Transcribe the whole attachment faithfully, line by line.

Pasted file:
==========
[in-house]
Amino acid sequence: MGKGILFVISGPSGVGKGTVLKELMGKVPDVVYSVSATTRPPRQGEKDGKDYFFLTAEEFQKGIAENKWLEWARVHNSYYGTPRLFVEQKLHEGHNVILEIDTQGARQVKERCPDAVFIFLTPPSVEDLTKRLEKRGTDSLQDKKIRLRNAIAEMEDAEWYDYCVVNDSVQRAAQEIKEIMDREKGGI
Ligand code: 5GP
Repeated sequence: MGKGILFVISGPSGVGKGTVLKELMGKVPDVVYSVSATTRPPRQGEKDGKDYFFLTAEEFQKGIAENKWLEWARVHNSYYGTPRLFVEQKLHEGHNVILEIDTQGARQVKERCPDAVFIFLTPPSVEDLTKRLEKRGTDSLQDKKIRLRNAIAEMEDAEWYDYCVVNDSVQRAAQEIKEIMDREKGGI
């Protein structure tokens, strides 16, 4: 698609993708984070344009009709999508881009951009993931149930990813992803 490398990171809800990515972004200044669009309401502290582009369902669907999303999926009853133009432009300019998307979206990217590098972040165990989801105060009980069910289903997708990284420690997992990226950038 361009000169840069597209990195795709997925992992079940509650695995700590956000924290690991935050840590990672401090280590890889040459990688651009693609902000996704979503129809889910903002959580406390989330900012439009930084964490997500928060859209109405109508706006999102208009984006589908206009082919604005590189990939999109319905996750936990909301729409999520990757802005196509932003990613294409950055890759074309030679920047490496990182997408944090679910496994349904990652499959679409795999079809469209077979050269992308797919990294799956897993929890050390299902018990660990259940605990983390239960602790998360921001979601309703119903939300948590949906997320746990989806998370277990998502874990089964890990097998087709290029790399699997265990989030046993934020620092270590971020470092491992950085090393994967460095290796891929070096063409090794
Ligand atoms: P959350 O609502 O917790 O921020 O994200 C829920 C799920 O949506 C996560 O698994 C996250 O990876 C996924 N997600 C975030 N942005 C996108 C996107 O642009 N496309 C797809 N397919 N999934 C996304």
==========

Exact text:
[in-house]
Amino acid sequence: MGKGILFVISGPSGVGKGTVLKELMGKVPDVVYSVSATTRPPRQGEKDGKDYFFLTAEEFQKGIAENKWLEWARVHNSYYGTPRLFVEQKLHEGHNVILEIDTQGARQVKERCPDAVFIFLTPPSVEDLTKRLEKRGTDSLQDKKIRLRNAIAEMEDAEWYDYCVVNDSVQRAAQEIKEIMDREKGGI
Ligand code: 5GP
Repeated sequence: MGKGILFVISGPSGVGKGTVLKELMGKVPDVVYSVSATTRPPRQGEKDGKDYFFLTAEEFQKGIAENKWLEWARVHNSYYGTPRLFVEQKLHEGHNVILEIDTQGARQVKERCPDAVFIFLTPPSVEDLTKRLEKRGTDSLQDKKIRLRNAIAEMEDAEWYDYCVVNDSVQRAAQEIKEIMDREKGGI
């Protein structure tokens, strides 16, 4: 698609993708984070344009009709999508881009951009993931149930990813992803 490398990171809800990515972004200044669009309401502290582009369902669907999303999926009853133009432009300019998307979206990217590098972040165990989801105060009980069910289903997708990284420690997992990226950038 361009000169840069597209990195795709997925992992079940509650695995700590956000924290690991935050840590990672401090280590890889040459990688651009693609902000996704979503129809889910903002959580406390989330900012439009930084964490997500928060859209109405109508706006999102208009984006589908206009082919604005590189990939999109319905996750936990909301729409999520990757802005196509932003990613294409950055890759074309030679920047490496990182997408944090679910496994349904990652499959679409795999079809469209077979050269992308797919990294799956897993929890050390299902018990660990259940605990983390239960602790998360921001979601309703119903939300948590949906997320746990989806998370277990998502874990089964890990097998087709290029790399699997265990989030046993934020620092270590971020470092491992950085090393994967460095290796891929070096063409090794
Ligand atoms: P959350 O609502 O917790 O921020 O994200 C829920 C799920 O949506 C996560 O698994 C996250 O990876 C996924 N997600 C975030 N942005 C996108 C996107 O642009 N496309 C797809 N397919 N999934 C996304």